Michigan has such beautiful nature!

 
I have not traveled all over the world, in fact I’ve only barely been out of the USA, into neighboring areas of Canada. However, I have traveled through and stayed in over 30 different states, seen the towering flat-topped mesas, roaring wet Niagara Falls, the abyss of the Grand Canyon, and the stately redwoods of the west coast. I’ve seen the bison of the Great Plains and I’ve been deep in the heart of both mountain chains — the Rockies in the West and the Appalachians in the East. I have hiked part of the Appalachian Trail, and I’ve stood on top of Clingman’s Dome. So, you could say I’ve been blessed with MANY opportunities to experience nature in various guises. 😀

   

 
Realizing that everyone’s particular tastes are different AND that some day I may have travel experiences that change this, I have to say that my favorite place on Earth is STILL the general area in which I was born — mid-Michigan north of Detroit on the east side, and across the state to Muskegon and Holland on the west side.

 
The west has the Outdoor Discovery Center and amazing state parks like PJ Hoffmaster SP and Muskegon SP, along with an abundance of amazingly unspoiled State Game Areas such as Rogue River SGA, where I took pics of The Humble Plant.
 
In the east, north of Detroit, some of the best nature areas are preserved in a series of Metroparks. In fact, my all-time favorite spot on Earth to this day is Stoney Creek Metropark Nature Center — a little patch of land that encompasses wetland, beech forest, and open meadow, and where I found some of my first humble plants and wild ginger growing along the winding stream.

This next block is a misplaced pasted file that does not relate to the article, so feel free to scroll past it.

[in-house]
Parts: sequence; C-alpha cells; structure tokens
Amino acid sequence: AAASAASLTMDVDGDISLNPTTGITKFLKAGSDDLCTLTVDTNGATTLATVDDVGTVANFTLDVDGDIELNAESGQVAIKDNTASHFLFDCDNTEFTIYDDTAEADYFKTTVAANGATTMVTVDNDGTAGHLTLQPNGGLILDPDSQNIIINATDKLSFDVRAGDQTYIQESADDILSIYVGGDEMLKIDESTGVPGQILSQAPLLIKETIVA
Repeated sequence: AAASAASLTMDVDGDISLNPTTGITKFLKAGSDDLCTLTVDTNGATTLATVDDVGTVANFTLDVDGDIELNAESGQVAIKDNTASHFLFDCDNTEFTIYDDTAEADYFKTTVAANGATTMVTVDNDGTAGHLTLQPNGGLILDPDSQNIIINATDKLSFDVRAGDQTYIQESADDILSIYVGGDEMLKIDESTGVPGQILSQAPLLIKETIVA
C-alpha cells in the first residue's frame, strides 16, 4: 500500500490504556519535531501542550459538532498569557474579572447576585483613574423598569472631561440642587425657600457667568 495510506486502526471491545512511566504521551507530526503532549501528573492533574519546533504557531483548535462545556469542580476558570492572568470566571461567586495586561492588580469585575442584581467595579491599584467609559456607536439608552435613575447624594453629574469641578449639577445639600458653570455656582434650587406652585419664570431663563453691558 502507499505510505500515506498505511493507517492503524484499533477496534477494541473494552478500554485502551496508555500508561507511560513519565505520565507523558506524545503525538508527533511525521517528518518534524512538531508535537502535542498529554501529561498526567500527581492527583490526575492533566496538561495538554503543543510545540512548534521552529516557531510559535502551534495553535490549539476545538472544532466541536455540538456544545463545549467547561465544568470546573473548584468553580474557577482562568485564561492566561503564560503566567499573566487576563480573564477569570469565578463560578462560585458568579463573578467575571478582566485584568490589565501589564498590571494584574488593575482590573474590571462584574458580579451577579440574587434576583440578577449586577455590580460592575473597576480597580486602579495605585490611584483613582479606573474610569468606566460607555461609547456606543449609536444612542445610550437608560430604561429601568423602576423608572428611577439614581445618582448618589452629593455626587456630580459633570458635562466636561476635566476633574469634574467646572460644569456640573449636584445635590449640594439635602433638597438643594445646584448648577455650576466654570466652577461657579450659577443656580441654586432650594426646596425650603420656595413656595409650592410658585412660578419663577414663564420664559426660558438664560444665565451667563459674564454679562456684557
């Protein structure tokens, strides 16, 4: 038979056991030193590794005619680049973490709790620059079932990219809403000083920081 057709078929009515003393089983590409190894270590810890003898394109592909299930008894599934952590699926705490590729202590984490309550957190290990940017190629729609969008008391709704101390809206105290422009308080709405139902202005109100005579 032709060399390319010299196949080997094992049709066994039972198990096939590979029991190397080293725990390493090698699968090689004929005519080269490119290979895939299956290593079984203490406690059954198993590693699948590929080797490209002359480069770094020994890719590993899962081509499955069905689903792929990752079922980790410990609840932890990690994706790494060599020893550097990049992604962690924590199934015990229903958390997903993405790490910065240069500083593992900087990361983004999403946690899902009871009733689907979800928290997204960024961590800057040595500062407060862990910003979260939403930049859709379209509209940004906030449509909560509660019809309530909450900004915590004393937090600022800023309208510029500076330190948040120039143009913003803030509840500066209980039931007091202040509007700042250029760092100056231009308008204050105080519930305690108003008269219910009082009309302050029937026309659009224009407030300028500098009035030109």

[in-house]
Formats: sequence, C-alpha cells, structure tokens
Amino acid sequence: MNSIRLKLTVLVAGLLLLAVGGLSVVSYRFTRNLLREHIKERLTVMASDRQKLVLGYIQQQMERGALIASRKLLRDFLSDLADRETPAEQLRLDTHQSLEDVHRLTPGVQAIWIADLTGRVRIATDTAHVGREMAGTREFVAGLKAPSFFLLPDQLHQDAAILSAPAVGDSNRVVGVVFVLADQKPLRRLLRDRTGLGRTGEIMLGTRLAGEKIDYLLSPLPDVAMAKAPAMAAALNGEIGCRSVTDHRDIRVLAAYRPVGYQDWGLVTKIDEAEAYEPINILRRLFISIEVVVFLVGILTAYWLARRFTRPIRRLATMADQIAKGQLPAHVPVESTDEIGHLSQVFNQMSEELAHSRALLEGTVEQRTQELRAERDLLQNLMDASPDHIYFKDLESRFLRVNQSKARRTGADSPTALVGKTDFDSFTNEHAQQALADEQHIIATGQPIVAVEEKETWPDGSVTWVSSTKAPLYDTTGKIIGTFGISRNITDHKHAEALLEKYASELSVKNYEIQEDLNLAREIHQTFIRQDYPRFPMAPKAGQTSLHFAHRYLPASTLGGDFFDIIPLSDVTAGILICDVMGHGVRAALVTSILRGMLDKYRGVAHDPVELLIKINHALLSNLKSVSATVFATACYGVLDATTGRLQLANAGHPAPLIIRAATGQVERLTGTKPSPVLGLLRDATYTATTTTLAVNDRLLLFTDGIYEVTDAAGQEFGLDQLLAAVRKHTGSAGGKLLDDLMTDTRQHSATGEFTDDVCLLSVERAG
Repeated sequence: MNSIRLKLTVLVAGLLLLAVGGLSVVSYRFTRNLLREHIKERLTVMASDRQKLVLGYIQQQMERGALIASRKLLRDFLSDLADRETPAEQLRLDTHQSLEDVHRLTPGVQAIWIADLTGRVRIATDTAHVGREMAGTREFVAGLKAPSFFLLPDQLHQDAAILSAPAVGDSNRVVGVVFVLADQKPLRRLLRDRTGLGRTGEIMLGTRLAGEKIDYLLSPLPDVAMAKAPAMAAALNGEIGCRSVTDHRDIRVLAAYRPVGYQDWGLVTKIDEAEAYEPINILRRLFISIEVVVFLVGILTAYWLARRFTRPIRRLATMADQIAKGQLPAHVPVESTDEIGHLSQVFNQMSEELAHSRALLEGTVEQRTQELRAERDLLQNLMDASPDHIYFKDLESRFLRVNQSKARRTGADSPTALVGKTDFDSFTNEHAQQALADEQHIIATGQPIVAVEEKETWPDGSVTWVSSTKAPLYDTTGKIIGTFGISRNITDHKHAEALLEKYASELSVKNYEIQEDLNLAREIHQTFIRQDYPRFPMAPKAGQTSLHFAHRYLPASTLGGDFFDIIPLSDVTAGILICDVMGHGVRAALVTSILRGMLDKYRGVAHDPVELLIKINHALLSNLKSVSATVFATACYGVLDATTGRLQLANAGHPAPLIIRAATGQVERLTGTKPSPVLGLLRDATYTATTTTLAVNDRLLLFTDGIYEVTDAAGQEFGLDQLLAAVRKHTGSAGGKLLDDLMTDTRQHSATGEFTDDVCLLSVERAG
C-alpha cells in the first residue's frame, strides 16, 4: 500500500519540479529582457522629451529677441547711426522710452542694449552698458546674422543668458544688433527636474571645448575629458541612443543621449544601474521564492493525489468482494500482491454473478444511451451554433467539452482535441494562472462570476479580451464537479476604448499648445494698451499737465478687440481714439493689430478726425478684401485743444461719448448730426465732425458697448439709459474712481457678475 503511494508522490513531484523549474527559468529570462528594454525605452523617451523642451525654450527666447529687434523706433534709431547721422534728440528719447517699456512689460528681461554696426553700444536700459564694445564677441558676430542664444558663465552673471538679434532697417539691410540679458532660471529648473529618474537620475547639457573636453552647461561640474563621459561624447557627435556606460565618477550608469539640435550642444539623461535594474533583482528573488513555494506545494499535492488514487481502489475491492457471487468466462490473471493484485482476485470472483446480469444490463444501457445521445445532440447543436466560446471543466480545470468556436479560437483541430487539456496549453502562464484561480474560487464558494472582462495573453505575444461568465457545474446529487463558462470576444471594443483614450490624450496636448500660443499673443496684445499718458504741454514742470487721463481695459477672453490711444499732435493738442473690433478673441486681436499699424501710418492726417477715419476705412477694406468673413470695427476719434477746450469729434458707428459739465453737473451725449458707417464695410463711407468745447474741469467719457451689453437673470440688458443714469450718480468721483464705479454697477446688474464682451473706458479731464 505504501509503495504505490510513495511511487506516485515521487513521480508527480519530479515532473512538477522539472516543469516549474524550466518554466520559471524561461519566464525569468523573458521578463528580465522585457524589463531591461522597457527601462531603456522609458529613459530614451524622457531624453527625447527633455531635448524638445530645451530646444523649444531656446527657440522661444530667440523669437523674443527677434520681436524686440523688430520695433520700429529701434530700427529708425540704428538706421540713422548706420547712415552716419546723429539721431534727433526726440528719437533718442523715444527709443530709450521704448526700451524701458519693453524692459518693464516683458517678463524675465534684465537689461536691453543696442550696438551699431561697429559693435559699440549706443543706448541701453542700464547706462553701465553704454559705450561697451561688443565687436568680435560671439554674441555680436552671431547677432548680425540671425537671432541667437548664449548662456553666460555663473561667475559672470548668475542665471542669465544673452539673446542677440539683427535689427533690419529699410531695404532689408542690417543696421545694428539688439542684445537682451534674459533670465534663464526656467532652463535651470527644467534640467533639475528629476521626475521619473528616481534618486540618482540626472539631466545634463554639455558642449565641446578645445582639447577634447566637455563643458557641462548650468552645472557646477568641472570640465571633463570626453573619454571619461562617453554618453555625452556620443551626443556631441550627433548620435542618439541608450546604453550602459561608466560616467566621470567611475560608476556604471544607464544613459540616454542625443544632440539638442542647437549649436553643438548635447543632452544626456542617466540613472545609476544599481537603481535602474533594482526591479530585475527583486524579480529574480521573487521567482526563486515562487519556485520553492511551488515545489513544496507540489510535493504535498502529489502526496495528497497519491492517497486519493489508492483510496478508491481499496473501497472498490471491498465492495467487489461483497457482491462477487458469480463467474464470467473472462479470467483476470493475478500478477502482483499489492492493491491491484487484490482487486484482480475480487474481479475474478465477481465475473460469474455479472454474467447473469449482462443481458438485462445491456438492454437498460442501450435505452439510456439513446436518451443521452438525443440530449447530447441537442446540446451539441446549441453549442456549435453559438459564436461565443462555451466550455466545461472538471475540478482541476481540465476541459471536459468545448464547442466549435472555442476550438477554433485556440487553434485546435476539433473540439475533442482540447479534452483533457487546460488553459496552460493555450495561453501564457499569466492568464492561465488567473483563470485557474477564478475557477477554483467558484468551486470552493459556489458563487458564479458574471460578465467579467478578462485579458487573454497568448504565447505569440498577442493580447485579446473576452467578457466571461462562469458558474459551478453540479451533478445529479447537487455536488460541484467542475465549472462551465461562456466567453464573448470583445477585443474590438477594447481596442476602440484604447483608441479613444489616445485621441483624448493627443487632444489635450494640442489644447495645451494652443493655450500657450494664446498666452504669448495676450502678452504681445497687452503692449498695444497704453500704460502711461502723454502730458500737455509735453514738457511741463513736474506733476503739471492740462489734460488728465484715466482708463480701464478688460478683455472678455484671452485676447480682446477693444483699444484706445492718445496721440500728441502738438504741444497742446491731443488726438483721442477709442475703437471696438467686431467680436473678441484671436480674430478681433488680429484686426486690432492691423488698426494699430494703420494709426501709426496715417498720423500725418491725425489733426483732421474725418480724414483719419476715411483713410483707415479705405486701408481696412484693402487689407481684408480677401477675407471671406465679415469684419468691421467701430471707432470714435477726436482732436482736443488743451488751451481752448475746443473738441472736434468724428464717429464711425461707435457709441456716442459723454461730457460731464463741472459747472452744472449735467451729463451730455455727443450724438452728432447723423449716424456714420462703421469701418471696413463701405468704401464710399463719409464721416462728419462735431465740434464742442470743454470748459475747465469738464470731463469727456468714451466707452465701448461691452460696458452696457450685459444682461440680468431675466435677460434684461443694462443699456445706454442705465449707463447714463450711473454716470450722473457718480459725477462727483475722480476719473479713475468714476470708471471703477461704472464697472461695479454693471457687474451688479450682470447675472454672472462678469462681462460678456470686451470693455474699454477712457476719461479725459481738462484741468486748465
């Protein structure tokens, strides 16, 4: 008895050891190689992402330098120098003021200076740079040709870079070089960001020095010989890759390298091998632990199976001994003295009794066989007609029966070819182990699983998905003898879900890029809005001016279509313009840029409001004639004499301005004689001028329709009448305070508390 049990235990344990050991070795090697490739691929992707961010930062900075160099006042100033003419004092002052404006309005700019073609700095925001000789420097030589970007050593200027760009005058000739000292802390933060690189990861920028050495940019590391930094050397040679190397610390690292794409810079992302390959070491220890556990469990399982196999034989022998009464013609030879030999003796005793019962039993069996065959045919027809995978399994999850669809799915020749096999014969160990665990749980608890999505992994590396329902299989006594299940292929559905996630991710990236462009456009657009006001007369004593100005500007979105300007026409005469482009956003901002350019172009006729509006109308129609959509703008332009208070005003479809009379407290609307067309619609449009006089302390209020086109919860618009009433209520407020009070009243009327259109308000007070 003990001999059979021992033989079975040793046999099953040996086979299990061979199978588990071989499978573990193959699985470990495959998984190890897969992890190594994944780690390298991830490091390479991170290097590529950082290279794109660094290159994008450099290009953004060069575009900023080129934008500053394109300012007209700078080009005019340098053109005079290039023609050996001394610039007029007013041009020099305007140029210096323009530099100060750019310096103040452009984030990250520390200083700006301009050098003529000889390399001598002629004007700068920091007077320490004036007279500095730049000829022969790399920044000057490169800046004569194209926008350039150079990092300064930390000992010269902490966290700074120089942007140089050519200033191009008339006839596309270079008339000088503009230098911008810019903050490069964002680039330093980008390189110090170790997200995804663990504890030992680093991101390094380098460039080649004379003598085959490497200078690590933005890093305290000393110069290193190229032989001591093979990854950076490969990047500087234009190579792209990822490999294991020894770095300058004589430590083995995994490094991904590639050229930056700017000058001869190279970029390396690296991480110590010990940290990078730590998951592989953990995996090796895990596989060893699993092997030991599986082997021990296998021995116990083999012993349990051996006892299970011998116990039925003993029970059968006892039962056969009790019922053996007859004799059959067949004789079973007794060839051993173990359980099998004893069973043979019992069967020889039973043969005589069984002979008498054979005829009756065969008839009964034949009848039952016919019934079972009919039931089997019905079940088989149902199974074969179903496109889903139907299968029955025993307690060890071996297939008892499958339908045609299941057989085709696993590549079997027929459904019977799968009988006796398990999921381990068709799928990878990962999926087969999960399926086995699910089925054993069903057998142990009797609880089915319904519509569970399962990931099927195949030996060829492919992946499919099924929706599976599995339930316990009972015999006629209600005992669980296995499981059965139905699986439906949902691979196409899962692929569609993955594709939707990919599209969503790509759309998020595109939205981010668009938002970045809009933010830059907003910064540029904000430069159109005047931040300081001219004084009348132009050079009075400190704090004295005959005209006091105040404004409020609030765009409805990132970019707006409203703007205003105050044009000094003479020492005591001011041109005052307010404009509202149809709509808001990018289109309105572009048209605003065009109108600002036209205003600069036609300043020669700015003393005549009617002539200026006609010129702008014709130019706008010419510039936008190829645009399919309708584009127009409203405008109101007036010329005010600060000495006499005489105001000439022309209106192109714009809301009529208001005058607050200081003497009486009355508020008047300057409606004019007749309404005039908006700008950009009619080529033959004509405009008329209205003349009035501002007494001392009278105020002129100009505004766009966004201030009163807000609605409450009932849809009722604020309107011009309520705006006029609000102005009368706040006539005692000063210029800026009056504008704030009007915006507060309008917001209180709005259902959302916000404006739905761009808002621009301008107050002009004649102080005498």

I haven’t been to my beloved nature center along Stoney Creek (often spelled without the e) in over a decade, and unfortunately even then it had started to show signs of decline from too much human traffic, but back in the 1990s it appealed to me like no other place I’ve ever been. It felt like HOME, and the memory of it serves as a benchmark for me, a plumbline against which I measure natural beauty. I have stood still in its woods, watching deer watching me, for breathless, countless minutes. I have squealed with delight over finding the fascinating but almost imperceptible wild ginger flowers nestled under their velvety umbrella leaves, inches from the water and only a foot or two off the main trail. I have walked through its beech forest, accompanied by the pips of chipmunks and the groaning of the smooth trunks in the wind. I have sat still on the ground for an hour in a meadow there, waiting to see a wild fox which I was SURE would love this place — perfect for hunting mice and voles! And I have paused for only a moment in the areas of pond and stream, and been rewarded with a quick sight of a weasel emerging out of the water and a woodchuck crunching on water plants on the bank. I can’t say that I ever achieved my goal of becoming “one with nature” here, but I can say that THIS is the place that gave me the desire for it! :O>

 

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